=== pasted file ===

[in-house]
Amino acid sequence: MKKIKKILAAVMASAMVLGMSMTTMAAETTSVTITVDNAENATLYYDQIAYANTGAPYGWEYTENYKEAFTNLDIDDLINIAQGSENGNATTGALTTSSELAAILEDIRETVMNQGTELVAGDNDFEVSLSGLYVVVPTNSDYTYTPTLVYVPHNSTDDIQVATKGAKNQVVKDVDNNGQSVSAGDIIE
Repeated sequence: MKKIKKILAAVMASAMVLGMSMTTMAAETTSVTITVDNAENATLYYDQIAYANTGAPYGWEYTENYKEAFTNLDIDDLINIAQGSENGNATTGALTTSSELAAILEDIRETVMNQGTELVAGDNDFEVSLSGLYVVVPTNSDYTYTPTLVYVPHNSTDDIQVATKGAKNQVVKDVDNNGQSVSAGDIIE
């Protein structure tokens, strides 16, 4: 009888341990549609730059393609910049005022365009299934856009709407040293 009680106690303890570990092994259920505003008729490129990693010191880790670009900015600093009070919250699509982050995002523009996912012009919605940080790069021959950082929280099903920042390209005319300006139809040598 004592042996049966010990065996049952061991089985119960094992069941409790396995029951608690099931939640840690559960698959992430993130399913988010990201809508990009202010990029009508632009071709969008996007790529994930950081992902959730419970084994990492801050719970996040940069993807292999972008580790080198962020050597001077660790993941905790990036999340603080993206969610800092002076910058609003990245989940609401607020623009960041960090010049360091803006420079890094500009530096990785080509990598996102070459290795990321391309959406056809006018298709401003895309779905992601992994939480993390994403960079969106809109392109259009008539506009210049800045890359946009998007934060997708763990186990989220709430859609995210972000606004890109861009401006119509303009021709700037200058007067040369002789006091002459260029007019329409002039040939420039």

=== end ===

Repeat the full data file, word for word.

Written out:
[in-house]
Amino acid sequence: MKKIKKILAAVMASAMVLGMSMTTMAAETTSVTITVDNAENATLYYDQIAYANTGAPYGWEYTENYKEAFTNLDIDDLINIAQGSENGNATTGALTTSSELAAILEDIRETVMNQGTELVAGDNDFEVSLSGLYVVVPTNSDYTYTPTLVYVPHNSTDDIQVATKGAKNQVVKDVDNNGQSVSAGDIIE
Repeated sequence: MKKIKKILAAVMASAMVLGMSMTTMAAETTSVTITVDNAENATLYYDQIAYANTGAPYGWEYTENYKEAFTNLDIDDLINIAQGSENGNATTGALTTSSELAAILEDIRETVMNQGTELVAGDNDFEVSLSGLYVVVPTNSDYTYTPTLVYVPHNSTDDIQVATKGAKNQVVKDVDNNGQSVSAGDIIE
């Protein structure tokens, strides 16, 4: 009888341990549609730059393609910049005022365009299934856009709407040293 009680106690303890570990092994259920505003008729490129990693010191880790670009900015600093009070919250699509982050995002523009996912012009919605940080790069021959950082929280099903920042390209005319300006139809040598 004592042996049966010990065996049952061991089985119960094992069941409790396995029951608690099931939640840690559960698959992430993130399913988010990201809508990009202010990029009508632009071709969008996007790529994930950081992902959730419970084994990492801050719970996040940069993807292999972008580790080198962020050597001077660790993941905790990036999340603080993206969610800092002076910058609003990245989940609401607020623009960041960090010049360091803006420079890094500009530096990785080509990598996102070459290795990321391309959406056809006018298709401003895309779905992601992994939480993390994403960079969106809109392109259009008539506009210049800045890359946009998007934060997708763990186990989220709430859609995210972000606004890109861009401006119509303009021709700037200058007067040369002789006091002459260029007019329409002039040939420039």